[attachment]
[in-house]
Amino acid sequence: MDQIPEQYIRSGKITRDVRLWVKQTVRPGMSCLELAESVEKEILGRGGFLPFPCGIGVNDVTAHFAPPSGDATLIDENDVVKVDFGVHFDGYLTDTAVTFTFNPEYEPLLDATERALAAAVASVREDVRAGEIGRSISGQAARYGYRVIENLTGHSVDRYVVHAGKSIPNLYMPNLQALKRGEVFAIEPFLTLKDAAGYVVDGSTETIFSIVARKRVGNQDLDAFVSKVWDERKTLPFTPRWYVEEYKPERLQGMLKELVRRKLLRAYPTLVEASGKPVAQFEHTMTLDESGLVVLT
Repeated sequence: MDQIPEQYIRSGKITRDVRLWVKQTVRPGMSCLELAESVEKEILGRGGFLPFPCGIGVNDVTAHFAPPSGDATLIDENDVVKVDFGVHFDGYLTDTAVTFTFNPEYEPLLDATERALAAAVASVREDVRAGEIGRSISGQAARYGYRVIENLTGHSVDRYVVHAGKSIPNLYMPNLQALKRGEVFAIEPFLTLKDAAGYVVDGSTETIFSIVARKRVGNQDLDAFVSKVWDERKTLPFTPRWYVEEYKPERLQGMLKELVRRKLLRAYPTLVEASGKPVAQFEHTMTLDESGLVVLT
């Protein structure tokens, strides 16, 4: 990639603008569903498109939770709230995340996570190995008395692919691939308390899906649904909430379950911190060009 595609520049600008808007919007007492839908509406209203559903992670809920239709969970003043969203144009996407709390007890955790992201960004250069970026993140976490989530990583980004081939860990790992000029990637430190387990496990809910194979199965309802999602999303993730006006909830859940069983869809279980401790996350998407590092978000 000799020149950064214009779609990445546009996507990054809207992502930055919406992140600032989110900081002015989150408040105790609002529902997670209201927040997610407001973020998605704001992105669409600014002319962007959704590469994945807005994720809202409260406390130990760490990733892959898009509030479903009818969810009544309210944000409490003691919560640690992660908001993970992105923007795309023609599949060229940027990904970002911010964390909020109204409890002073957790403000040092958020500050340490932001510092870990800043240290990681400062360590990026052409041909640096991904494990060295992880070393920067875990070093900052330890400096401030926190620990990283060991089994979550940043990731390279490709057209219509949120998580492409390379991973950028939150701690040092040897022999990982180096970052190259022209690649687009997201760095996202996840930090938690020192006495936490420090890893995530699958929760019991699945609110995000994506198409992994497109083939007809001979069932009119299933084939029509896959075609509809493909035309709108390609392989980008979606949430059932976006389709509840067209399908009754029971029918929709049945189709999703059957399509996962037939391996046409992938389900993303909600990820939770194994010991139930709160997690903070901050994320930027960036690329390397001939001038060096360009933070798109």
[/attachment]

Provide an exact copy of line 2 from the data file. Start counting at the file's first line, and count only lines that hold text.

Amino acid sequence: MDQIPEQYIRSGKITRDVRLWVKQTVRPGMSCLELAESVEKEILGRGGFLPFPCGIGVNDVTAHFAPPSGDATLIDENDVVKVDFGVHFDGYLTDTAVTFTFNPEYEPLLDATERALAAAVASVREDVRAGEIGRSISGQAARYGYRVIENLTGHSVDRYVVHAGKSIPNLYMPNLQALKRGEVFAIEPFLTLKDAAGYVVDGSTETIFSIVARKRVGNQDLDAFVSKVWDERKTLPFTPRWYVEEYKPERLQGMLKELVRRKLLRAYPTLVEASGKPVAQFEHTMTLDESGLVVLT